Ever try reading the Biblical book of First Chronicles? It can really be a slog. There’s a lot of, “Oh, and this guy had this son, and he had this son, and that first guy had another son, who had these three kids.” Basically lots and lots of lists of names.
And that’s what I’m reading right now for my personal devotions.
Now, I try to get through my Bible roughly every year or two years, so this is hardly my first time through this book. I’ve read it before. And usually it’s just something I skim. I mean, really, why did God see fit to put in so many names of people that aren’t attached to anything we see in history? They apparently don’t have some pivotal role in the history of redemption. They weren’t used by God to preserve Jesus’s line or deliver any new promises or prophecies.
They’re just a bunch of names. A bunch of nobodies, and God wanted to make sure that we saw their names. You know, all the names in the credits at the end of a movie at least have imdb entries! These guys? I suppose a bunch of them probably have some sort of Christian fanfic written about them (sort of like all the Star Wars fanfic out there), but that’s not the same thing.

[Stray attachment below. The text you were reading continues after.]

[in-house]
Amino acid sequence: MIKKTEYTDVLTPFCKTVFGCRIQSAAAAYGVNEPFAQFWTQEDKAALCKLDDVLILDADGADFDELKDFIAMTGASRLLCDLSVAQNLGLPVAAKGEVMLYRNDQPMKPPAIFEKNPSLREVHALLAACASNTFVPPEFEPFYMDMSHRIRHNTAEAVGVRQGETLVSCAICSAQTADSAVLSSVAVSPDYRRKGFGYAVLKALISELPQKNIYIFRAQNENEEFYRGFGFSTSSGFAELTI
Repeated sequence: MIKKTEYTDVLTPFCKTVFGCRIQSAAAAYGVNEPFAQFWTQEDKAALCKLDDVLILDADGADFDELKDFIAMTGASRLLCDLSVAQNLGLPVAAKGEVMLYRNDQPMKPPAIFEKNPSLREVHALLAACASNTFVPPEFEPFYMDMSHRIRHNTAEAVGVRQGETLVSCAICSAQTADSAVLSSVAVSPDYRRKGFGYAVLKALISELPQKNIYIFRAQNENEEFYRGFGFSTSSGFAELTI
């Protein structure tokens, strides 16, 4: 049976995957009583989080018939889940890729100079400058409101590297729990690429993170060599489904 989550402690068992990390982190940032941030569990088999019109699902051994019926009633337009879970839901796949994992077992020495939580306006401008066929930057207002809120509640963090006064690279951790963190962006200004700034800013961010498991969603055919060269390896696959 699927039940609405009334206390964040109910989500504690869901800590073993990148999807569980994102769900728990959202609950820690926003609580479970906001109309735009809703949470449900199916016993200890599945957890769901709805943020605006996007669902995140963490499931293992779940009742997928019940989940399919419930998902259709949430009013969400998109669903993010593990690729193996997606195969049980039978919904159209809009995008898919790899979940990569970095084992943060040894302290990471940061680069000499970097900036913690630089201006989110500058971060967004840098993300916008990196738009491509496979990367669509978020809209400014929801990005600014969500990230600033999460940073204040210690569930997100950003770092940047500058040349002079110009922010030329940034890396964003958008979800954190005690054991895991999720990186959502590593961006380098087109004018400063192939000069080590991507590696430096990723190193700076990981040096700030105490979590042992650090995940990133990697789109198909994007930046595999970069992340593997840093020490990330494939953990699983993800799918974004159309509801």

But as I’ve been reading through this time, I’ve noticed something: (more…)
By Stephen J. Carter
Do you long to live with passion for God’s Word? You know you’re supposed to, and you understand that the Good News that Jesus is your Savior is overwhelming, but something just doesn’t connect? In this book, Stephen Carter looks at the examples of those who live with passion for God’s Word, examines what lies in the way of our living with passion, the importance of confession, how to discover the Word of Christ, how to dwell in that Word deeply, and how to live out that passion in the world. Carter himself explains his goal: “God’s heart beats through His Church, gathered around His Word and Sacraments. His heart beats in you through Baptism as you immerse yourself in the Word of Christ. Consequently, your heart will beat with God’s passion for the world as you praise him, serve others, and bear witness to your faith in Christ daily and throughout your life” (22)
When I started this book, I quickly became very worried I was wasting my time. First off, Carter is fine with his theology. I didn’t notice him saying anything wrong at all. He’s very Gospel-centered, for which I am grateful. However, the first fifty pages are supposed to be examples of people who live with passion, which will show us why living with passion for God’s Word isn’t just some good ideal, but something we want to pursue.
Except… after reading those fifty pages, I was frankly bored. (more…)